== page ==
When It Comes to Math Tests, It's Who You Count

A careful reading of the ministry's detailed presentation of the test results shows that not all is rosy.

Or Kashti
Or Kashti
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Or Kashti
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Veteran educators can't remember the last time Israeli pupils' scores skyrocketed by as huge a margin as they did Tuesday on two major international achievement exams.

According to results released yesterday, students demonstrated exceptional improvement, jumping 17 places in the math rankings in the Trends in International Math and Science Study exam, and 12 places in the science rankings; and zooming up 13 places in the Progress in International Reading Literacy Study exam.

Only four years ago, when the previous TIMSS scores were announced, Prof. Michal Beller, director of the Israeli National Authority for Measurement and Evaluation in Education, declared that "from the perspective of multiyear trends, educational systems don't rise or crash dramatically." But yesterday, at an Education Ministry press conference at which senior officials celebrated the new results, Beller spoke differently. The improvement in the educational system is substantive and real, she said.

A careful reading of the ministry's detailed presentation of the test results shows that not all is rosy, however. Consider the implication of the following sentence: "The sampling framework [for the exam] is parallel to that of previous research cycles (without the ultra-Orthodox and without special education schools )." That's apparently the only ministry comment on the question of who gets tested - and who doesn't.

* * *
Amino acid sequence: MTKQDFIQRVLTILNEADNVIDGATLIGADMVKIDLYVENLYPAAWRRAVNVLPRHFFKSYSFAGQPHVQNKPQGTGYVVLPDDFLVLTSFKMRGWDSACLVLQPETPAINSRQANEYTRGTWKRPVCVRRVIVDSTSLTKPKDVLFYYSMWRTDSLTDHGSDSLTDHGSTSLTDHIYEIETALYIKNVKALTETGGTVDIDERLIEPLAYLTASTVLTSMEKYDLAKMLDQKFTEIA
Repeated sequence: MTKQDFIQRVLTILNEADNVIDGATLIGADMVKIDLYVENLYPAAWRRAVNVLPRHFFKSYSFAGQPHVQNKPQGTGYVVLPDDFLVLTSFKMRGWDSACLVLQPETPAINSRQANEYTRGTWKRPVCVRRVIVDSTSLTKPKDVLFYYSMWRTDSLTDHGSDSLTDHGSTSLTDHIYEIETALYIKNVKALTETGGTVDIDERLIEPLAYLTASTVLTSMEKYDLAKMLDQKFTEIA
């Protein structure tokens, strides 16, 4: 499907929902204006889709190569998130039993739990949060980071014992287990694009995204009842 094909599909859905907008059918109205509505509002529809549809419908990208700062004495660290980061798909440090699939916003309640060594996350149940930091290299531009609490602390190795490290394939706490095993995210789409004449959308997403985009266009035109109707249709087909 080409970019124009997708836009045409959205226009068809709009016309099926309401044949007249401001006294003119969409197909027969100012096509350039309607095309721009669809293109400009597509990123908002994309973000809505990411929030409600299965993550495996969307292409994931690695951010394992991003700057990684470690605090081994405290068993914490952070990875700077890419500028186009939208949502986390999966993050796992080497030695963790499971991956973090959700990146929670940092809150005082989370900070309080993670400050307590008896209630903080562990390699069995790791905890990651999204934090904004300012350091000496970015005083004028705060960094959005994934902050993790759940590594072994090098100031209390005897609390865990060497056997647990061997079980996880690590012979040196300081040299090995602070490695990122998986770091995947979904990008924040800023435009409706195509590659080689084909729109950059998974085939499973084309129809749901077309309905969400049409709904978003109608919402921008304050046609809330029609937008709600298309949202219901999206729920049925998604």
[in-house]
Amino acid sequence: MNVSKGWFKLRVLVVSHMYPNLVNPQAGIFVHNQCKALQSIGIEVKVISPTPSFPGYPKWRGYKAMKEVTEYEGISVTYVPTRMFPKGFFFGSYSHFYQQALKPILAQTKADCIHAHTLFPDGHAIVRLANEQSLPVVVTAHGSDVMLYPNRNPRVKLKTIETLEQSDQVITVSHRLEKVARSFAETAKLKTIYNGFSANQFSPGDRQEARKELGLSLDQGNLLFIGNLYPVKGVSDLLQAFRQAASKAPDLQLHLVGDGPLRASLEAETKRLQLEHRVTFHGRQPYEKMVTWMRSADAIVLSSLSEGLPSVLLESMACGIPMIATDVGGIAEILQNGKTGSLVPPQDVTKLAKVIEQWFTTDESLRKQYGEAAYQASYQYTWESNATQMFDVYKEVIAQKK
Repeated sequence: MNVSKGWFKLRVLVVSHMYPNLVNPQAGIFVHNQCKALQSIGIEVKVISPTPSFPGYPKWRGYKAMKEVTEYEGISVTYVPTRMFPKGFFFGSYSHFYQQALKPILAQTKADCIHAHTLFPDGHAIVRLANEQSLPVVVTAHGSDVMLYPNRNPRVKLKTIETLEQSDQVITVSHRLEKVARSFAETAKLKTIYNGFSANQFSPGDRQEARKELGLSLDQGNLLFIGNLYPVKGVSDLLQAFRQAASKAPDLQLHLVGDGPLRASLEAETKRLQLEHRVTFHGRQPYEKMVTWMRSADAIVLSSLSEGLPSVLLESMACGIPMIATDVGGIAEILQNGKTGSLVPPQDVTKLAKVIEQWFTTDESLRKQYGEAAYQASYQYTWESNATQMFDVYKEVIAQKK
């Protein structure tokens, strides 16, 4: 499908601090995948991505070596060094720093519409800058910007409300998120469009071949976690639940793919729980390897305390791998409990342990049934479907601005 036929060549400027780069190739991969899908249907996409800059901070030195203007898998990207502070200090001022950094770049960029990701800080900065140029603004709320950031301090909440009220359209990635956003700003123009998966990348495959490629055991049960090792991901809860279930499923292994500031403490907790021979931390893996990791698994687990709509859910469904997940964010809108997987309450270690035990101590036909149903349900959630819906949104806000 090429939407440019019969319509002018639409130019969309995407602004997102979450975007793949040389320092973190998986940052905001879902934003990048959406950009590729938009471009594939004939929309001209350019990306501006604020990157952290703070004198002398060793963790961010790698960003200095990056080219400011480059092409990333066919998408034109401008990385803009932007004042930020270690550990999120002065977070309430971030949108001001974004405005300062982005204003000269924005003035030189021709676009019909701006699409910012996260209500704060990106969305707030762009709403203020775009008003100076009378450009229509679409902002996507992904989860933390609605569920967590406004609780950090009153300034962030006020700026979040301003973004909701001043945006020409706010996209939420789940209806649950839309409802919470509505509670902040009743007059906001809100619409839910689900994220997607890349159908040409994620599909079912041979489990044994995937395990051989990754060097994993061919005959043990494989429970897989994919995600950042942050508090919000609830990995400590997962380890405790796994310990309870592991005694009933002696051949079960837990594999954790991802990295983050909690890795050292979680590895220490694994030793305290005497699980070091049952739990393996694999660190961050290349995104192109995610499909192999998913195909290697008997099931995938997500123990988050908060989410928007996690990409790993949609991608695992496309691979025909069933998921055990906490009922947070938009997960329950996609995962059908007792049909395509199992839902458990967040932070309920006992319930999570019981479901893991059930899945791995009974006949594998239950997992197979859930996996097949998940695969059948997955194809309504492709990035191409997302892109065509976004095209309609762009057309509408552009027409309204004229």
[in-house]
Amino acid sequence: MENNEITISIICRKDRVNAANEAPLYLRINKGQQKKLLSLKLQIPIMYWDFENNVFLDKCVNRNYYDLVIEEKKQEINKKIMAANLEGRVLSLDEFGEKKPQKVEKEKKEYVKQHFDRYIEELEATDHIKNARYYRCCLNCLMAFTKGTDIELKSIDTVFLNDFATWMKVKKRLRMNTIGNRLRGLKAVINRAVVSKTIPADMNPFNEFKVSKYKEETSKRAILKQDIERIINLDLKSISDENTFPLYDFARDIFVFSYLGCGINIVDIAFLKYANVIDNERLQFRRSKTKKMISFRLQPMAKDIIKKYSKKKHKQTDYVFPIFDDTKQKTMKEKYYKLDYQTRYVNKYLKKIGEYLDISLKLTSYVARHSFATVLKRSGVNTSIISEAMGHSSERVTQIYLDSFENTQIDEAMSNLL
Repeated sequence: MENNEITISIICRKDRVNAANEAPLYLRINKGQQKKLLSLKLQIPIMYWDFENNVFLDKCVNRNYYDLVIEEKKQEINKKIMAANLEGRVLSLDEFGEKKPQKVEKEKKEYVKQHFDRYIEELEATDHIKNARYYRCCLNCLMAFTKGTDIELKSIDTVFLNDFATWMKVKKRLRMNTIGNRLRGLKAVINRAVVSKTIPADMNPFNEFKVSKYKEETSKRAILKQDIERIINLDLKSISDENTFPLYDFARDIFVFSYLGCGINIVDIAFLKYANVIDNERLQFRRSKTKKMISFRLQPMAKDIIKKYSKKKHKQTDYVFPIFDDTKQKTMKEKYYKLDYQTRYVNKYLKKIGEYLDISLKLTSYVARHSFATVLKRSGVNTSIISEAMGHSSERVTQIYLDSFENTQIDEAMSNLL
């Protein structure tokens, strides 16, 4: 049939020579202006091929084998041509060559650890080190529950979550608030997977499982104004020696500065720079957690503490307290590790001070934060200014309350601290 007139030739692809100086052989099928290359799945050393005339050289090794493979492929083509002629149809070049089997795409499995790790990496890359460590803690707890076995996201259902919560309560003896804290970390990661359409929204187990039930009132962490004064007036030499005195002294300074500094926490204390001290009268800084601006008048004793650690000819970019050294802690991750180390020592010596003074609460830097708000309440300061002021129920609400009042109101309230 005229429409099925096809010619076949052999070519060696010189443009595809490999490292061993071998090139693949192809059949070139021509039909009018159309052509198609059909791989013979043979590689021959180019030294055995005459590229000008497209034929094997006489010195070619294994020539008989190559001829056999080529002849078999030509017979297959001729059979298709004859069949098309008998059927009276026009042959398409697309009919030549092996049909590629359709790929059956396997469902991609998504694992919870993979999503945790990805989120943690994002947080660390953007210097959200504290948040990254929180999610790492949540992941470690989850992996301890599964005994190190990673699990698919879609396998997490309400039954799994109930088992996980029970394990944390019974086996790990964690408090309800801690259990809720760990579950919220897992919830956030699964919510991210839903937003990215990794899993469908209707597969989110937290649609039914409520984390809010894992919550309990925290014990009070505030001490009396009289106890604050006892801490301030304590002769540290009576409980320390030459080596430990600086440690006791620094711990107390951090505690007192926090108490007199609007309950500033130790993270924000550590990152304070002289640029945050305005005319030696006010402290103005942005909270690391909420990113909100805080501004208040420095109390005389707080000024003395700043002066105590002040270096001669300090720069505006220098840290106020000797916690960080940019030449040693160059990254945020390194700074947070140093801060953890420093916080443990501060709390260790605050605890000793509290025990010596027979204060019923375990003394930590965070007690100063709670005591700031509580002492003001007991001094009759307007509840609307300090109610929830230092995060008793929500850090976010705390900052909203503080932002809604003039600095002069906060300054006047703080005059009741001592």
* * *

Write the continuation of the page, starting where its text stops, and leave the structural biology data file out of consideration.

The full reports from the international sources tell us more: On the TIMSS test, 22.6 percent of Israel's relevant age group was not included in the sampling, while on the PIRLS test, 24.6 percent was not included.

Of the many countries that participated in the two tests, none come even close to Israel's ratio of nonparticipants; in most countries, some 95 percent of the relevant age group was tested. Given the forecasts regarding the continued growth of the Haredi educational system, it could be that celebrating the improved achievement of Israeli pupils is somewhat self-delusional.

Another reason for caution stems from the difference between the TIMSS test and the better-known Program for International Student Assessment exams, administered by the OECD.

The TIMSS tests are based on the science and math curricula of the participating countries, with an eye to creating a test that addresses the broadest common denominator. In other words, the TIMSS examines how well the pupils have absorbed what they've been taught.

By contrast, the PISA exams examine the extent to which pupils have acquired general thinking skills and understanding of the topics tested (reading, math and sciences ) in a way that enables them to cope with their environment - not necessarily how well they've absorbed specific information they've already learned.

The latest PISA test was administered in March of this year and its results are expected in about a year. In the 2009 test, Israel's overall ranking was 36 of the 64 countries tested.

Many educational experts say the PISA test is more important than the TIMSS.

"It's more important to know if pupils have the tools and knowledge needed to cope with the world around us," said one university source. "The curricula on which the TIMSS is based are not necessarily appropriate for the 21st century."

Finally, it bears noting that the gaps in scores between Jewish pupils from better-off communities and those from poorer homes have remained nearly unchanged in the time between this TIMSS test and the preceding one. These gaps - 72 points on average in math and 65 points in science - are extremely large. As for Arab pupils, the performance gaps between better-off and poorer students actually doubled over four years.

What's needed is more "core" studies like math.Credit: Alon Ron